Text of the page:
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For new deputy attorney general, a department under fire

WASHINGTON -- James Comey, now the second-in-command at the Justice Department, has an impressive array of terrorism and violent-crime cases under his belt. But he's perhaps best known these days as the prosecutor who indicted the diva of domesticity Martha Stewart.

Confirmed by the Senate on Tuesday as the deputy attorney general, Comey takes the reins at a Justice Department under fire for its bold antiterrorism tactics and facing questions about its investigation into the leak of a CIA officer's name.

As deputy, Comey essentially will have day-to-day control over the Justice Department and its vast empire of lawyers.

"He'll have his hands full," said Eric Holder, who was the deputy attorney general during the Clinton administration. "There's a political component to this job unlike anything he's come up against yet."

Comey's role may be especially important because Attorney General John Ashcroft has been a lightening rod for a number of the administration's more controversial post-Sept. 11 initiatives.

Comey arrives with a reputation as a tough but fair prosecutor's prosecutor.

Stewart's lawyer Robert Morvillo describes him as "the kind of guy you'd like to get a beer with at the end of the day."

"He's a smart, classy guy, not a zealot like Ashcroft," said flamboyant mob lawyer Bruce Cutler, who went head-to-head with Comey in the Gambino organized-crime trial in New York.

And unlike Ashcroft, who was a Republican governor, US senator, and presidential hopeful, Comey isn't overtly political.

That could help blunt criticism from some Democrats that Ashcroft's close ties to the White House prevent the Justice Department from aggressively investigating who in the Bush administration leaked the name of a covert CIA officer in an act of apparent political retaliation.

Comey has received rave job reviews from Senator Charles M. Schumer, a New York Democrat who is the Justice Department's toughest critic on the CIA matter.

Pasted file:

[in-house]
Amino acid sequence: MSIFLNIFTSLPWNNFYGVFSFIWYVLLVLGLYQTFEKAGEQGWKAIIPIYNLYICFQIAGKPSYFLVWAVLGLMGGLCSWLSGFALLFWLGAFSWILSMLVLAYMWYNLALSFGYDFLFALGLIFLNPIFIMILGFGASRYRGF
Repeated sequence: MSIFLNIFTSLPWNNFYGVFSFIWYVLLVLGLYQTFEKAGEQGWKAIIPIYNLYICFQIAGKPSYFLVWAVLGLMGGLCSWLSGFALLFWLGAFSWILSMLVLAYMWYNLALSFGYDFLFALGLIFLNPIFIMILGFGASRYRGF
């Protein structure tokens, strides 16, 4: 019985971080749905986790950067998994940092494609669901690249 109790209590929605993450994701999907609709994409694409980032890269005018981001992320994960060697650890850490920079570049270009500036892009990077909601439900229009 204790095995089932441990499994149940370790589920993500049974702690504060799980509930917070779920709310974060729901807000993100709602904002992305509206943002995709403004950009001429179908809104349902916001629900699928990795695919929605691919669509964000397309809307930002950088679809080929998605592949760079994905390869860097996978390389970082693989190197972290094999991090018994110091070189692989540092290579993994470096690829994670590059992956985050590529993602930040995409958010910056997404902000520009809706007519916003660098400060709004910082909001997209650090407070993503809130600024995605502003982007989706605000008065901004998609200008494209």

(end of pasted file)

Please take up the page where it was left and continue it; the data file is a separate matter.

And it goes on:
Comey outlined his views at his confirmation hearing.

"I don't care about politics. I don't care about expediency. I care about doing the right thing," he said before the Senate Judiciary Committee.

Conversations with those who know Comey paint a portrait of a man who's a hard-charging Elliot Ness and an affable 6-foot-8 prankster with a good jump shot.

He's also known as a deeply committed family man. His wife, Patrice, and five kids, ages 3 through 15, packed the first row at his confirmation hearing.

Comey, 43, was born to a middle-class Irish family in Yonkers, N. Y., where his grandfather was a police commissioner.

As a teenager, he got a frightening taste of what it's like to be a crime victim when an intruder broke into his home in Allendale, N. J., while his parents were out and held his brother and him hostage at gunpoint. The captor fled and never was apprehended.

The event "gave me a keen sense for what victims of crime feel. I know that in some sense they never get over it," Comey told New York Magazine.

He attended the College of William and Mary and the University of Chicago Law School. In 1987, he was hired as a federal prosecutor in Manhattan, working for Rudolph W. Giuliani, and he cut his teeth on organized crime cases, including the Gambino family.

Comey went back to Virginia in the 1990s, then returned to Manhattan in early 2002, grabbing headlines for attacking corporate crime at ImClone, WorldCom, and Adelphia.

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